Cavan Hogue. Russia, Ukraine and Crimea.

Mar 8, 2014

Western rhetoric about the situation in Ukraine shows little understanding of the realities of Russia and Ukraine. If Western countries want a new cold war they are going the right way about it. It is a complex problem which cannot be solved by superficial noises about democracy and territorial integrity. Crimea is a special case which should be separated from the more general conflict.

Crimea was always Russian until Khrushchev put it into the Ukrainian SSR which didn’t matter because everything at that time was controlled from Moscow anyway. However, after the break-up, a whole lot of people who spoke Russian and thought of themselves as Russians found themselves in a country they didn’t want to be part of and felt no loyalty towards. That is why they are an autonomous region and that is why they want to be part of Russia instead of Ukraine.

Many Russians do not see Ukrainians as being different. The beginnings of what we now know as Russia were in Kiev when Prince Vladimir adopted Orthodox Christianity. Kievan Rus, as it was known, then spread north to Moscow and is seen by Russians as the origin of their civilisation. Those who think of themselves as Ukrainian would not deny history but presumably would argue that things have changed in the last 500 years and they prefer to look towards Europe.

Ukraine is divided between Russians and Ukrainians. The non-Russian Ukrainians have an understandable distrust of Russia. In places like Lvov people who have never moved from the one house have been Polish, Soviet Russians and now Ukrainian. There is also a religious divide between Russian Orthodox and Uniates who have their own rites but accept the authority of the Pope. The current split within Ukraine is between those who look to Russia and those who look to Europe.

If a free and fair referendum is held in Crimea there is likely to be a majority for joining Russia. Forcing these people back into Ukraine is not going to solve anything. They will remain a discontented group who will continue to make trouble for the central government. They believe they have the right to self-determination and Ukraine might be a stronger and more stable country without them.

Russians are a proud people who have been humiliated by their lessened influence in the world but who still firmly believe Russia is a Great Power. Putin has this view in spades and attempts by the West, especially the USA, to pressure him will be resisted. It is certainly true that he is authoritarian – to put it mildly – but this should not lead us to ignore the fact that in the case of Crimea he does have a point. Quite apart from Crimea, Putin does have a vision of a Russia which plays a major role in the world and is not pushed around. He does not seem to accept that Ukrainians don’t like to be pushed around either.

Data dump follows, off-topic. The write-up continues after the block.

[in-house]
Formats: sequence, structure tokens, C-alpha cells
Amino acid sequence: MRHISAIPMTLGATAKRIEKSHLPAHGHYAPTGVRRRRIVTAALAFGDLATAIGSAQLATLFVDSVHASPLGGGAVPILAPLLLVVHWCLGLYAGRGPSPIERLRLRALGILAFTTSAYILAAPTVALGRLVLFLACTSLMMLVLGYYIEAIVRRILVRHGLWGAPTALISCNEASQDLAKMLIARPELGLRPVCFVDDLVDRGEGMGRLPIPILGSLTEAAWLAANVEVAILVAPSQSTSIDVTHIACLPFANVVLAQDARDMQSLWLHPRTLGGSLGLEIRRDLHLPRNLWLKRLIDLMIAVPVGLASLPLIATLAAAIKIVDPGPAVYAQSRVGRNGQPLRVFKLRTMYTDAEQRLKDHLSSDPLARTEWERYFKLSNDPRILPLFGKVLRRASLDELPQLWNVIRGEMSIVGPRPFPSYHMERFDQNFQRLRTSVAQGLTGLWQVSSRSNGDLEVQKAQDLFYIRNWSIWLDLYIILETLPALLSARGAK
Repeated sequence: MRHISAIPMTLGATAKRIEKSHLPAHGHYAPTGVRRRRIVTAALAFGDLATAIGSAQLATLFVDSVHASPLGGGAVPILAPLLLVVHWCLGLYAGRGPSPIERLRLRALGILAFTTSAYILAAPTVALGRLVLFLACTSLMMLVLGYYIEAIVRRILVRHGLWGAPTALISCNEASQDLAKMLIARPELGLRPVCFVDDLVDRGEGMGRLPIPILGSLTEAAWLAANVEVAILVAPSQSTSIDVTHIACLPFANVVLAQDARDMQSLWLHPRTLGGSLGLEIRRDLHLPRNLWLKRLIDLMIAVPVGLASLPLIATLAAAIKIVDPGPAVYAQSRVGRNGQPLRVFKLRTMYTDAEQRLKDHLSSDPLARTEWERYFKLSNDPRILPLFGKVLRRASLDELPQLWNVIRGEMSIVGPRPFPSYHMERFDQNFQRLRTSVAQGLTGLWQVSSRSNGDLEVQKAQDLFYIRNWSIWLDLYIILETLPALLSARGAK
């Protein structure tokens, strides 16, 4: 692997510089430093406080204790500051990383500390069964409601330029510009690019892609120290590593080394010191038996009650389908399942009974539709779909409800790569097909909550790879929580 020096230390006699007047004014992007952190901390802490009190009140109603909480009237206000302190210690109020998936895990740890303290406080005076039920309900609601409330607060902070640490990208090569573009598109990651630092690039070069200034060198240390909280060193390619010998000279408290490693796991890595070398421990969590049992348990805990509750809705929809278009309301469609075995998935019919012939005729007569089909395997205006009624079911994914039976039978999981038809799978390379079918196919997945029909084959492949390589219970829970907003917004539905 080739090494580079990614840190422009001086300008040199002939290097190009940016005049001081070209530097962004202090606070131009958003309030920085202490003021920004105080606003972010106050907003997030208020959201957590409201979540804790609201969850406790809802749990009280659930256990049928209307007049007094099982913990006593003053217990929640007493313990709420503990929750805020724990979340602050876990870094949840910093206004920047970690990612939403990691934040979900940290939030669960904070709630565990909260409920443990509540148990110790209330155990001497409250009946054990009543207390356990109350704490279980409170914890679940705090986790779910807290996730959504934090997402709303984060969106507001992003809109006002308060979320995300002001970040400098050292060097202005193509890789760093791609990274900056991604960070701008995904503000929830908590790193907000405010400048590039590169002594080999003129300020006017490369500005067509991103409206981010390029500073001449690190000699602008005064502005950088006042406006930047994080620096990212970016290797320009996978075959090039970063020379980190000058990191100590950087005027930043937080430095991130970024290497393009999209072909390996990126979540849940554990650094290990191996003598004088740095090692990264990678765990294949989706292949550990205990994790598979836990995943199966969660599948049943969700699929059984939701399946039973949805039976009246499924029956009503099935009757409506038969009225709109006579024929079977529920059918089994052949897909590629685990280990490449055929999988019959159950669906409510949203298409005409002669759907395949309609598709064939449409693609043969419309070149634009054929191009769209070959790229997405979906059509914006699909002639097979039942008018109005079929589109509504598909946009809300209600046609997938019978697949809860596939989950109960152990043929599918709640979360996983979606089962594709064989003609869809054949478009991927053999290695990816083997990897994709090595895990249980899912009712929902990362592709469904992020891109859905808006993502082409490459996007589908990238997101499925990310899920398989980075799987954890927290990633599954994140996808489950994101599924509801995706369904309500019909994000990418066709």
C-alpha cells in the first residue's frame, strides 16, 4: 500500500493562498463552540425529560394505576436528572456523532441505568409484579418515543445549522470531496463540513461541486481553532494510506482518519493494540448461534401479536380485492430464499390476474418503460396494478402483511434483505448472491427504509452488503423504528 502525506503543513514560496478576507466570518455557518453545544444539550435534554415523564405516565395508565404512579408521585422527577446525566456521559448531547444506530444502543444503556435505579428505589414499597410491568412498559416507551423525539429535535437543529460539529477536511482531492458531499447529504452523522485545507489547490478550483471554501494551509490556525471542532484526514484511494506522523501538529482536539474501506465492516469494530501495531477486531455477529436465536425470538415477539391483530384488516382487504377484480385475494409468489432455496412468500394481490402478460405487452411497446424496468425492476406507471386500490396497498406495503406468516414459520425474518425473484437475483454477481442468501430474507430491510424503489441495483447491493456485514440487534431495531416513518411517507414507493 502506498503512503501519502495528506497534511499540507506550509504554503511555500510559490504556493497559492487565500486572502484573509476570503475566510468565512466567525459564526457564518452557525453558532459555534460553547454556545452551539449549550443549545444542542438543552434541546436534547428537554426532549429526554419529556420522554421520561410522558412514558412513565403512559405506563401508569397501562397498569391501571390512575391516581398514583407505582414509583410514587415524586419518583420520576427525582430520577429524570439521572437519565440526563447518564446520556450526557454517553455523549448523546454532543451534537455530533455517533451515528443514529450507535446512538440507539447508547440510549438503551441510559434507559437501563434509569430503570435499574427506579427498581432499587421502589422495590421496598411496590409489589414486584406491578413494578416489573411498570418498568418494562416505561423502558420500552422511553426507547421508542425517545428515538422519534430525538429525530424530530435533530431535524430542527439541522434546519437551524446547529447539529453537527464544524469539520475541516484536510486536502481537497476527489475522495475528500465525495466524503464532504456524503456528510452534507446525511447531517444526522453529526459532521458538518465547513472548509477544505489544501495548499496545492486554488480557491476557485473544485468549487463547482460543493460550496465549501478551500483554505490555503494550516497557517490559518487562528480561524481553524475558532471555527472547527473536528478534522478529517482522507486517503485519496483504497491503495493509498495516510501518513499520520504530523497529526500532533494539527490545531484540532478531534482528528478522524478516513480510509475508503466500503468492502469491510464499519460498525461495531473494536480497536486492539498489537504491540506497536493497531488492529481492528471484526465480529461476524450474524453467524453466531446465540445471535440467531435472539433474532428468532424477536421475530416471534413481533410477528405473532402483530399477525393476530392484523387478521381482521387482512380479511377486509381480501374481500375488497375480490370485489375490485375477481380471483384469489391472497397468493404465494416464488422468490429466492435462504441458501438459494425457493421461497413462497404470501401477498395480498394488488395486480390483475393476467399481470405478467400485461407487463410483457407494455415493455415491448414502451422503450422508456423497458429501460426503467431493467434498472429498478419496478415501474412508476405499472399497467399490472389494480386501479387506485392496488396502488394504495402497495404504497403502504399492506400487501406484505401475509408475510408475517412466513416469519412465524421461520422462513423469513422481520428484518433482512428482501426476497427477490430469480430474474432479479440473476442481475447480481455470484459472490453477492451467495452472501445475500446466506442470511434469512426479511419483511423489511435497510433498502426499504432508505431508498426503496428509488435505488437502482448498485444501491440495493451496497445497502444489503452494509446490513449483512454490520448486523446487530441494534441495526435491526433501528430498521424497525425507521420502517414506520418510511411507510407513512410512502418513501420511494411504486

Sanctions are dangerous in that they will tend to create a gap instead of bringing Russia into closer ties with Europe. Even if they were to succeed, they would leave a resentment that will not go away in a hurry. Megaphone diplomacy is not helpful.

The pious comments from the Coalition of the Willing about not interfering in other countries are a bit rich! While there is plenty of chest pounding from Putin, Russians will not be impressed by pressure from people they see as not being in a position to cast the first stone. Western countries may claim the moral high ground but Russians will not agree.

Australia can have no significant influence in this dispute and we would be well advised to keep a low profile. However, I understand that domestic pressure from Ukrainians here who have more votes than Russians is a factor which politicians will take into account in their public rhetoric. I suspect the community here, many of whom left Ukraine while it was still part of the USSR, have unreal expectations of what Australia could and should do in Ukraine. Most of them belong to the Ukrainian speaking and anti Russian part of the country. They have a legitimate point of view but so perhaps do the people who do not want to be part of Ukraine.

Cavan Hogue was the last Australian Ambassador to the USSR and the first to the Russian Federation and to Ukraine. He was also Ambassador to Mexico, Malaysia and Thailand.

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